US 5773472 A
The present invention is related to the use of thiol-binding prostaglandins or prostaglandin-like substances containing alpha beta unsaturated ketone, esp. Prostaglandins of type A or J and derivatives or analogues thereof, for the preparation of ophthalmically compatible compositions for the prevention of cataracts.
1. A method of preventing cataract by administering to the eye a composition comprising a prostaglandin and an ophthalmically compatible carrier, in an amount effective to prevent cataract, the prostaglandin being a compound of formula (I) ##STR6## wherein ◯ is a ring having 5 to 7 members and containing an alpha beta unsaturated ketone, optionally being substituted with one or more alkyl groups of 1 to 6 carbon atoms, and
each of alpha chain and omega chain is individually of the formula Z-R wherein Z is a carbon chain of 4 to 10 carbon atoms, optionally including a heteroatom selected from the group consisting of O, S and N, and R is selected from the group consisting of hydrogen, an alkyl group of 1 to 10 carbon atoms, C(O)--O--R2 in which R2 is hydrogen or an alkyl group of 1 to 10 carbon atoms, and ring structures selected from the group consisting of phenyl, aromatic heterocyclic groups having 5 to 6 ring atoms, and cycloalkyl and cycloalkene groups having 3 to 7 ring atoms, the ring structures optionally being substituted with one or more alkyl groups of 1 to 10 carbon atoms,
or an ester, amide or salt of a compound of formula (I).
2. A method according to claim 1, wherein the composition comprises the ester, amide or salt of a compound of formula (I).
3. A method according to claim 1, wherein the composition comprises a C1 -C10 ester of a compound of formula (I).
4. A method according to claim 1, wherein the composition comprises 0.001-10 mg/ml of the prostaglandin.
5. A method according to claim 1, wherein the composition comprises 0.1-10 mg/ml of the prostaglandin.
6. A method according to claim 1, wherein the prostaglandin comprises a PGA or a PGJ, or an ester, amide or salt thereof.
7. A method according to claim 1, wherein the prostaglandin comprises a PGA2 or a PGJ2, or an ester, amide or salt thereof.
8. A method according to claim 1, wherein the composition is topically applied.
9. A method of preventing cataract by administering to the eye a composition comprising a prostaglandin and an opthalmically compatible carrier, in an amount effective to prevent cataract, the prostagiandin comprising a PGA or a PGJ, or an ester, amide or salt thereof.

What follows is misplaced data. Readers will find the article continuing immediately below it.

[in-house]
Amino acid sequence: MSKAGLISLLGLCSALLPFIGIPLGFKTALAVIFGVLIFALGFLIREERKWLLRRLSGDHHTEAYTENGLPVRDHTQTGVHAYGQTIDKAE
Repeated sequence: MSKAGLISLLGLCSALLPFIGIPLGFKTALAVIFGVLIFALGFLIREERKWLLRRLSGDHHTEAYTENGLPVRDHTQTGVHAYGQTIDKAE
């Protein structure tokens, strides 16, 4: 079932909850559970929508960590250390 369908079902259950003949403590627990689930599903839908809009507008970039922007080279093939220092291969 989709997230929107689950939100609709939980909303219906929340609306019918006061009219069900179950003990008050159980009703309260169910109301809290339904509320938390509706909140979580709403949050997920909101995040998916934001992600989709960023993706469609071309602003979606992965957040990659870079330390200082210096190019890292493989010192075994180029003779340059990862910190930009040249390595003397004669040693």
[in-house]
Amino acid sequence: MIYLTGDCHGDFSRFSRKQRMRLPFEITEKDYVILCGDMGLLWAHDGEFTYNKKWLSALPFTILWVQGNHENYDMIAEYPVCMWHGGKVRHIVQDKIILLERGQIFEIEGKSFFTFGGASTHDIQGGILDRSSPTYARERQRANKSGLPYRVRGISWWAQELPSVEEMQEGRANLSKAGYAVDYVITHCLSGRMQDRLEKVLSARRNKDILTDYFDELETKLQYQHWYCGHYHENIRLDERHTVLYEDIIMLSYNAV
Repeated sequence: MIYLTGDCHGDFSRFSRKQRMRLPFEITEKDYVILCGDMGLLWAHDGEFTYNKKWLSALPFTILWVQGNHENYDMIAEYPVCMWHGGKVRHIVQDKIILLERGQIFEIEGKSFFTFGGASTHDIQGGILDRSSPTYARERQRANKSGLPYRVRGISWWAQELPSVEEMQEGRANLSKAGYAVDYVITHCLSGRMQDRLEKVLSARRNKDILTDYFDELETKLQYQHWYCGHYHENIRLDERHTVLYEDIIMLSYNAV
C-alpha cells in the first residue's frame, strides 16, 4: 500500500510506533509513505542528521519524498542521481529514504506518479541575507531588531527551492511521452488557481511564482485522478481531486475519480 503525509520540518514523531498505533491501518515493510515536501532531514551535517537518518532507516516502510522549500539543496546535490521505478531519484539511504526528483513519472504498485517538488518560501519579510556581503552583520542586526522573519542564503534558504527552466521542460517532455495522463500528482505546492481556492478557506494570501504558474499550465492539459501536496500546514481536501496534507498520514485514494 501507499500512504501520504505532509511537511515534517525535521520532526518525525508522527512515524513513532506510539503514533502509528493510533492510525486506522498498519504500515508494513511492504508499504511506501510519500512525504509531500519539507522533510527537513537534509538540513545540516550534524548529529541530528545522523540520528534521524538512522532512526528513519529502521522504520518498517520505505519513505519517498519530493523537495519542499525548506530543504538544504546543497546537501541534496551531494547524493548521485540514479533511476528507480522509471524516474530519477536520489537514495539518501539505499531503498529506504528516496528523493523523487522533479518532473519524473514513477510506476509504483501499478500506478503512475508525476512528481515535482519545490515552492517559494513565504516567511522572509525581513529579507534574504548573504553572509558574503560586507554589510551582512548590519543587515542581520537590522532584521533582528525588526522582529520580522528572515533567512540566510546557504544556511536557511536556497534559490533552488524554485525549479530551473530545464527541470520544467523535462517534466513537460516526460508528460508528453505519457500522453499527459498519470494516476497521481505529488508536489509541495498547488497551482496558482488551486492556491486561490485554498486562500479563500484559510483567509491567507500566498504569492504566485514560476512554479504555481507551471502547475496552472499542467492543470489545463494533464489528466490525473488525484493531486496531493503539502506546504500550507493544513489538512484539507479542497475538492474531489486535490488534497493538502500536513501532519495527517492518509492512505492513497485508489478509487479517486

10. A method according to claim 9, wherein the composition comprises 0.001-10 mg/ml of the prostaglandin.
11. A method according to claim 9, wherein the composition comprises 0. 1-10 mg/ml of the prostaglandin.
The present invention is related to the use of thiol-binding prostaglandins or prostaglandin-like substances containing alpha beta unsaturated ketone, esp. prostaglandins of type A or J and derivatives or analogues thereof, for the preparation of ophthalmically compatible compositions for prevention of cataract.
Cataract is a general name for opacification of the crystalline lens. There are many causes of cataract and there are several kinds of cataract. Thus cataract may develop due to metabolic diseases such as diabetes mellitus and it may develop due to various kinds of irradiation, e.g. x-ray, ultra-violet and infrared. The most common form of cataract, however, is senile cataract, which can be regarded as a normal physiologic ageing of the lens. Also local diseases and trauma of the eye may cause cataract formation, e.g. chronic iritis and traumatic lesions of the lens. The opacification may be localised to the entire crystalline lens or it may be localised to a certain part of the lens, for example to the nucleus or the cortex, or it may be localised superficially e.g. subcapsularly in the anterior part or the posterior part of the lens. There are also congenital forms of cataract.